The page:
What makes us read novels more than once? It can hardly be a tense plot as we already know how the plot unfolds. It might possibly be the quality of writing - I have read Scott Fitzgerald on many an occasion just for the pleasure of the words - but it is a rare writer that can achieve such heights. It might, of course, be familiarity : a kind of literary comfort food - rice pudding printed in Times New Roman - but there are limits (I am told) to how much rice pudding you can eat.
I pose the question because I have just started reading C P Snow's "Strangers And Brothers" sequence of novels again: for the third time. I suspect it is a personal thing, a relationship between characters real and characters fictional, that brings me back to these eleven linked novels. As I read the books I keep coming across bits of my life, people I remember and people I have forgotten, incidents and events, even places : all mixed up, shuffled around, out of context like a lightly troubled dream.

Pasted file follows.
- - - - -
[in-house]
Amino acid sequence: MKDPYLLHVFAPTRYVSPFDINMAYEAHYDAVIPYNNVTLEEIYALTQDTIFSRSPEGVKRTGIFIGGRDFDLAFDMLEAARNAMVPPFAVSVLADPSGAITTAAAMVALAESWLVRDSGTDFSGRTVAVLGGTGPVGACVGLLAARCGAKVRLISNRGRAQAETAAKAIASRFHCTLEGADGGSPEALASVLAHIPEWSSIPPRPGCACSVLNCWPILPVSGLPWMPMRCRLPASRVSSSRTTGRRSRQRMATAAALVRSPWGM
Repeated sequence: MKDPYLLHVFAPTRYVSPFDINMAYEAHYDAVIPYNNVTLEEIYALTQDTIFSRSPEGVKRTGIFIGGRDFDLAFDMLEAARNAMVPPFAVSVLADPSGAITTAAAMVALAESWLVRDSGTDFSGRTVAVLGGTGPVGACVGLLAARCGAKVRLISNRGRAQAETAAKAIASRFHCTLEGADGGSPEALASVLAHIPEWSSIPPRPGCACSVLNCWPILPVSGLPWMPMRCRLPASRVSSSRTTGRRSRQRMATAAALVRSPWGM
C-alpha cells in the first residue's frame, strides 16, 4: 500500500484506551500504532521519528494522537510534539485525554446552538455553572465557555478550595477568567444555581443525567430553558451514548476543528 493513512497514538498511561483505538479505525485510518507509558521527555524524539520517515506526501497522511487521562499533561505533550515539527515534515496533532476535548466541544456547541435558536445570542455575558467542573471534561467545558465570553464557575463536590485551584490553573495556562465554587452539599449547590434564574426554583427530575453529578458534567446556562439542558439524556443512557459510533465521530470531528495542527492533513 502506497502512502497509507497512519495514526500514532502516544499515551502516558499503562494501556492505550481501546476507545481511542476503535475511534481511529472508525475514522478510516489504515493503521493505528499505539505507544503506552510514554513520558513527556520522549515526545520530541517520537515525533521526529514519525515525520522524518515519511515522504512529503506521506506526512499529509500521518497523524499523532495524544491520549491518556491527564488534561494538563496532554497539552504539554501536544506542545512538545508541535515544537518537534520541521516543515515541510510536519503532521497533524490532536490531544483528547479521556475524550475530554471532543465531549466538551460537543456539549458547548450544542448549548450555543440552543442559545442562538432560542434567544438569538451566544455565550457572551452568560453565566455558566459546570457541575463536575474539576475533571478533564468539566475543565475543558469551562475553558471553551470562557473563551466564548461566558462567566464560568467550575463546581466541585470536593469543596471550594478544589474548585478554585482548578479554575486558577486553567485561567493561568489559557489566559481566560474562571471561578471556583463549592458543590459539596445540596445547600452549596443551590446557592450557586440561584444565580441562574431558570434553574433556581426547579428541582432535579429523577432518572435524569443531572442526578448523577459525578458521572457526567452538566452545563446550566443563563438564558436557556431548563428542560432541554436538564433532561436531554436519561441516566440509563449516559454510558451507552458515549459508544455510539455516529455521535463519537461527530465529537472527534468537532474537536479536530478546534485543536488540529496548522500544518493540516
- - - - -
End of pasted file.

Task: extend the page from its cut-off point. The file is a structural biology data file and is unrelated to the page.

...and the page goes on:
I have just embarked on the first in the series - George Passant - and there are still another ten waiting for me. In a moment of unnecessary contemplation the other day I thought to myself "this will be the last time I read the sequence". But that is silly. I suspect I can manage one more full reading before I leave the library of life.